Leslie Mortier Shaw (November 2, 1848 – March 28, 1932), known as L. M. Shaw, was an American businessman, lawyer, and politician. He served as the 17th Governor of Iowa and was a Republican candidate in the 1908 presidential election.
Shaw was born in Morristown, Vermont, the son of Boardman O. Shaw and Louise Spaulding "Lovisa" Shaw. He attended Cornell College in 1874. Shaw married the former Alice Crenshaw on December 6, 1877, with whom he had three children.
He became a lawyer and banker, and in 1898 became the 17th Governor of Iowa, serving until 1902. He then became the U.S. Secretary of the Treasury under President Theodore Roosevelt from 1902 to 1907. Like his predecessor Secretary Lyman Gage, Shaw firmly believed that the Treasury should serve the money market in times of difficulty through the introduction of Treasury funds.
To this end, Shaw bought back the government bonds from commercial banks that owned them, increased the number of government depository banks, and in 1902, he told the banks that they no longer needed to keep cash reserves against their holdings of public funds. The intended effect of these actions was to provide a more elastic currency which would then respond to the needs of the market. The government intervention in the money market reached its height with Shaw. He resigned on March 3, 1907, to become as the banker in New York City.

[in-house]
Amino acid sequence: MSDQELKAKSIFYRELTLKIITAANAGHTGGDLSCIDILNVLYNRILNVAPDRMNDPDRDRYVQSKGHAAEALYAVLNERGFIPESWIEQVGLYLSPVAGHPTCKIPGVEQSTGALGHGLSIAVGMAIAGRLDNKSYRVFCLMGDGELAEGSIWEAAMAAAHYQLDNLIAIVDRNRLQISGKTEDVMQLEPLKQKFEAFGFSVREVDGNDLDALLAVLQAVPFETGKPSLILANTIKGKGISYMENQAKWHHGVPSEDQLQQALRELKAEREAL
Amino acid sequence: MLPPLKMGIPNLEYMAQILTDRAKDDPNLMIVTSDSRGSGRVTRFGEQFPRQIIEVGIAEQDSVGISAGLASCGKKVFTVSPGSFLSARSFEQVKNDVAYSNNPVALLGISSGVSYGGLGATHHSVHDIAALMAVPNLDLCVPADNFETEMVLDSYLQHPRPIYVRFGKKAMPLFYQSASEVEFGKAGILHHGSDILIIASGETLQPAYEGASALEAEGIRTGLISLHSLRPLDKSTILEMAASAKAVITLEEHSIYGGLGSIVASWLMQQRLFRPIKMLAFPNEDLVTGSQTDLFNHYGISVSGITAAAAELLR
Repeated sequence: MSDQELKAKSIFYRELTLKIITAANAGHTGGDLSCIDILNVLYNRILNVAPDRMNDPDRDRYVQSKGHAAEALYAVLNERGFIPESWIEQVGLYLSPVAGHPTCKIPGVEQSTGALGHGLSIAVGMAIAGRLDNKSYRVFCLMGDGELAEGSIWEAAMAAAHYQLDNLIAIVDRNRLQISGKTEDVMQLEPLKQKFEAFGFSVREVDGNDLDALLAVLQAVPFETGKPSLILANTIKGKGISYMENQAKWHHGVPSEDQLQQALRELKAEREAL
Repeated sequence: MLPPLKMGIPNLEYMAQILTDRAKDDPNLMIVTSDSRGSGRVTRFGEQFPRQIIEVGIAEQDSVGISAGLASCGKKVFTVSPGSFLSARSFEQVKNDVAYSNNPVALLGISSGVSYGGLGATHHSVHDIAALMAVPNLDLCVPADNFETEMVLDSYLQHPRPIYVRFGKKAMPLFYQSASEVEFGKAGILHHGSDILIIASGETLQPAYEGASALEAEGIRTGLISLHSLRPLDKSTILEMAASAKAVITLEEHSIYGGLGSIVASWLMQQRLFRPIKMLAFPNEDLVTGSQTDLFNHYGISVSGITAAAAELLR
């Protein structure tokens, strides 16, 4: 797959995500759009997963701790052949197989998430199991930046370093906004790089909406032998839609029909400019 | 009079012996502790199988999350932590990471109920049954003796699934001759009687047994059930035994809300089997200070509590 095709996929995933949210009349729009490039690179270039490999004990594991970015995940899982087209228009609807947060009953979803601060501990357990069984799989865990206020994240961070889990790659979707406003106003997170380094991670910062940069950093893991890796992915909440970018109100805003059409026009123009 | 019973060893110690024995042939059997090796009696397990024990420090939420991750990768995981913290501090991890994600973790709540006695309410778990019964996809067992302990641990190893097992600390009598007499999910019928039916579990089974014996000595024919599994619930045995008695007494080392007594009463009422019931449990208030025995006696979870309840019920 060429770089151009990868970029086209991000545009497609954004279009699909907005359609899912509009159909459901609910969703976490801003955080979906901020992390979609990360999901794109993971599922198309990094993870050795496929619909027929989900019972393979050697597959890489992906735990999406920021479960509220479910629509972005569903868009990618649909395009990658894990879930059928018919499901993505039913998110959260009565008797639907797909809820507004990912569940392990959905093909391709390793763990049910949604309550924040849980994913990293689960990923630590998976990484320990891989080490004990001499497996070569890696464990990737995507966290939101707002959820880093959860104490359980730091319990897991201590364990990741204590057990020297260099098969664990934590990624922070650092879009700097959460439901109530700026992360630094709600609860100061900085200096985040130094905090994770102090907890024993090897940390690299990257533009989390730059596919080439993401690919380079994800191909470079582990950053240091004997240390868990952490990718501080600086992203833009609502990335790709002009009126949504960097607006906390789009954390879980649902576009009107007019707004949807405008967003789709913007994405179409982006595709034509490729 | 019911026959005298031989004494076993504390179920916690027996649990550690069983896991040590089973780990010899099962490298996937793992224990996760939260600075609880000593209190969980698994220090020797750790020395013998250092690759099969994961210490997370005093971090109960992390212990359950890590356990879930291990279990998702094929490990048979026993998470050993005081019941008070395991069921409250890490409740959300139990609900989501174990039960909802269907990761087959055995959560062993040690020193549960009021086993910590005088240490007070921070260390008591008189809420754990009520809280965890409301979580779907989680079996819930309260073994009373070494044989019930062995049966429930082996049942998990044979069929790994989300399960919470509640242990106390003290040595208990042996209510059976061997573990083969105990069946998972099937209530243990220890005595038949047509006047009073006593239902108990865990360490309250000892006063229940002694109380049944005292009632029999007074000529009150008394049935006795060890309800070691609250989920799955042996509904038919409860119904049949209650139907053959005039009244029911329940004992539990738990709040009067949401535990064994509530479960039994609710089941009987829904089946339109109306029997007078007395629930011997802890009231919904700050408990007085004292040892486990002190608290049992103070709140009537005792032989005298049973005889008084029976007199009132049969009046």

He was a candidate for the Republican Party nomination during the U.S. presidential election in 1908.
After leaving the Presidential Cabinet and his public life, he returned to banking, working in New York City. Shaw died in Washington, D.C., and was buried in Oakland Cemetery in Denison, Iowa.